Sunday, February 6, 2011


So, you know those movies where a guy finds out he has two months to live and sets about doing all those things he wanted to and rebuilds friendships and generally leaves the world a better place? This isn't one of those.

Javier Bardem, in his Oscar-nominated performance, plays Uxbal, a man of complex moral choices. He contracts with an underground ring of pirated manufactured goods that exploits Chinese labourers, and yet, regularly pleads with their employers to provide them with better working conditions. He bribes policemen on a regular basis, but regularly visits his African illegal immigrant employees and their families. He keeps going back to his wreck of a wife to rekindle their wreck of a relationship, but is a loving father and is the one stable thing in his children's lives. He skives pennies off every single deal he makes, and yet, is unflinchingly generous to anybody in need. If anybody other than Bardem has played Uxbal, it would have been unconvincing and discordant. But, Bardem, being the incredibly diverse actor we know and love, he makes Uxbal work.

My favourite scene is the movie is when his maddening wife comes back home high as a kite and romantically says, "Look at the stars in the sky. Aren't they beautiful?" To which Uxbal replies, "Marambra, those are not stars, that's your nervous system."

With many movies or books, you gain a new insight every time you watch it. These movies are works of art because of those layers that each have a story tell, but without disturbing the other layers. In fact, a truly good movie has more than just one story to tell-- take any really good movie apart, and you'll find that it resonates with people for completely different reasons.

I for one didn't see it, but apparently in Ben-Hur, Gore Vidal created a homoerotic subtext to the relationship between Messala and Ben-Hur-- with Messala as the rejected, vindictive lover and get this, Charlton Heston was deliberately kept in the dark about this! Adds so much background to the movie, doesn't it?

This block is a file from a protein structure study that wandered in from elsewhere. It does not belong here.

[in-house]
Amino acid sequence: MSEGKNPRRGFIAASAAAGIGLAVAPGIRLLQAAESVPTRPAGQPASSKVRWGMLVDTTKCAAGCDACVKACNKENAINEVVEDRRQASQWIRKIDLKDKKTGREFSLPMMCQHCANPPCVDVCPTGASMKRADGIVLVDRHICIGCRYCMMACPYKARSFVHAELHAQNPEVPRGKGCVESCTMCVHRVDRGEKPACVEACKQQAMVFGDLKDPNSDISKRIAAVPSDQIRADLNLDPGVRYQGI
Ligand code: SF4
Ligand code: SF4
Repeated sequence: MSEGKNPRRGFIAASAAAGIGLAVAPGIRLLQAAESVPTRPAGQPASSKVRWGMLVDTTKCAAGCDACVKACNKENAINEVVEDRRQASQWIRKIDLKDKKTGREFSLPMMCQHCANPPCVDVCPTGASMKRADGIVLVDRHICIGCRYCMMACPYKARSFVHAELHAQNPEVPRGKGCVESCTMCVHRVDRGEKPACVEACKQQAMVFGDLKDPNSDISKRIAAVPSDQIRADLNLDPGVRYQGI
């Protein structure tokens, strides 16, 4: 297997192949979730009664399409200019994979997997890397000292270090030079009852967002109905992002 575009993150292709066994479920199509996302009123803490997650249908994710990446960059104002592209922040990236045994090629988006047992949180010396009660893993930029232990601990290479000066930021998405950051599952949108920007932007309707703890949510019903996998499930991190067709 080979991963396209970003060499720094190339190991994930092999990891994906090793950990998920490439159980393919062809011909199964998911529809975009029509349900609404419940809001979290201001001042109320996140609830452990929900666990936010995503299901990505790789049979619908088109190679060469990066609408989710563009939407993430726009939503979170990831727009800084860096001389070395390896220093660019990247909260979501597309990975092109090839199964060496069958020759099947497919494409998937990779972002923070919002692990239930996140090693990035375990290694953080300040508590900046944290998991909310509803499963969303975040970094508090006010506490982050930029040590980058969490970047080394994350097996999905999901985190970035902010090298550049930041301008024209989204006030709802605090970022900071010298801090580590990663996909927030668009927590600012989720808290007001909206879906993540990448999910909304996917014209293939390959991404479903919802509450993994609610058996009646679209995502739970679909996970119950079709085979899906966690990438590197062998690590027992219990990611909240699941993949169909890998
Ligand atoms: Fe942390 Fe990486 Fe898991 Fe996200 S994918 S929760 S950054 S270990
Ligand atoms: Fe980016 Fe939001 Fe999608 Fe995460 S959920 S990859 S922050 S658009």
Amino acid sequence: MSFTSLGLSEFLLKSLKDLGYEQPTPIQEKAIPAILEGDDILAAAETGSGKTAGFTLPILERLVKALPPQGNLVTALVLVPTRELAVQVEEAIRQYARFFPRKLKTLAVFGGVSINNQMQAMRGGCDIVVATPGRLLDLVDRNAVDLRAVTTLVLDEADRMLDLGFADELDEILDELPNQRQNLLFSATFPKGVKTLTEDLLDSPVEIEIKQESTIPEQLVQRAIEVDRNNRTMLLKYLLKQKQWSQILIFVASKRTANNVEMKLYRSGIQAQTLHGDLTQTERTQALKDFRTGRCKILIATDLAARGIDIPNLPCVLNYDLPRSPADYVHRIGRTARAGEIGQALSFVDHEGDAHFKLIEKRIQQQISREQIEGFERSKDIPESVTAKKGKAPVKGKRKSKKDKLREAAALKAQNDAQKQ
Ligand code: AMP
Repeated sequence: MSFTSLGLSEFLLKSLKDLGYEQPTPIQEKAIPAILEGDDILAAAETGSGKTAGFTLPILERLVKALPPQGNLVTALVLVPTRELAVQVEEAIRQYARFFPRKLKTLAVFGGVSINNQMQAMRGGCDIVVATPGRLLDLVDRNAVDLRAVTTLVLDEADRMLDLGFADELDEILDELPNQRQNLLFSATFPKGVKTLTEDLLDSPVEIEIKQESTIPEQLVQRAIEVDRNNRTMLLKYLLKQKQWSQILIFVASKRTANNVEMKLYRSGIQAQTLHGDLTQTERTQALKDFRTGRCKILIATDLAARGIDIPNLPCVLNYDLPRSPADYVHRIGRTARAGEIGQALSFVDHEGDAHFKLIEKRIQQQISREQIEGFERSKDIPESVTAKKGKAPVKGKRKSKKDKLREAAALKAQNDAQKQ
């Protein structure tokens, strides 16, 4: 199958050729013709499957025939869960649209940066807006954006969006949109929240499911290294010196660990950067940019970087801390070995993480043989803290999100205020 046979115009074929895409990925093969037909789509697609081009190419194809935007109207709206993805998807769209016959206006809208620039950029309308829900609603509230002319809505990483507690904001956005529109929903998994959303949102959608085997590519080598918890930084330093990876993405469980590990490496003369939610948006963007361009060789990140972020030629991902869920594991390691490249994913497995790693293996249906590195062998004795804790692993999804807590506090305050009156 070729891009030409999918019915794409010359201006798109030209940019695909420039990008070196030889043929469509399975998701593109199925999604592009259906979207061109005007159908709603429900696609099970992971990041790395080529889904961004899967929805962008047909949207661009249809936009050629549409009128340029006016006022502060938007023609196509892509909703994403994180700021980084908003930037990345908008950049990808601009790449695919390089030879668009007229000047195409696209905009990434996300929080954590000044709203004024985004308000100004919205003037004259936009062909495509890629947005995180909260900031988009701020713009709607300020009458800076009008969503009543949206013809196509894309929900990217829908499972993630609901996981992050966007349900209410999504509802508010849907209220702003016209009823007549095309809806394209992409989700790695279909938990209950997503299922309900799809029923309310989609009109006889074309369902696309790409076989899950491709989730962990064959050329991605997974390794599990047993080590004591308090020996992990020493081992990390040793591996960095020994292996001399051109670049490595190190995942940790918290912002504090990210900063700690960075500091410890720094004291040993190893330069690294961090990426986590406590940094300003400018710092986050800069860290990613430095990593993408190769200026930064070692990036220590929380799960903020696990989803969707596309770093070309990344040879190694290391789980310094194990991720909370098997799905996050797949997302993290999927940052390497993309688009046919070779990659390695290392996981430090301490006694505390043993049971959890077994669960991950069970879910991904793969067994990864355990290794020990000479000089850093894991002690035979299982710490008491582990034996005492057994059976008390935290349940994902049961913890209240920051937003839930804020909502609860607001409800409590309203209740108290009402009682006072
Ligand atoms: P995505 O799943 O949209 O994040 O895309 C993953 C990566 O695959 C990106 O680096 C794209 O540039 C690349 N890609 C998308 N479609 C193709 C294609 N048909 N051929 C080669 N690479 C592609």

Or take Singin' in the Rain, which could be a delightful little musical with those now-classic songs. But also such a cheeky satire of the film industry -- and still so relevant today! (Too bad we have more Lina Lamonts than Kathy Seldens nowadays) And do I even need to mention the historical and cultural significance of the songs, "Beautiful Girl" and "Broadway Melody"?

Biutiful tries very hard to be one of those movies: it could be a movie about a dying man and his choices, it could be a movie about racial tension in Barcelona, it could be a movie about a (non-quirky) dysfunctional family, it could be a movie about the grimness of poverty. Unfortunately, what we saw on screen was a movie about none of these things. It tries so hard to be everything, that the layers clash with each other, leaving the viewer most dissatisfied. No doubt Bardem was great as usual, but even his broad, manly shoulders were not enough to carry this movie.

I suppose a movie that tries to show how contradictory people can be, is bound to be contradictory itself, and therefore very unsatisfying. Which is unfortunate, because the director Alejandro González Iñárritu has shown us in the past, with 21 grams and Babel that he is extremely capable of handling very disparate elements and creating a great movie. Alejandro, it would do you well to remember what a great Jedi Master once said, "Do or do not. There is no try."

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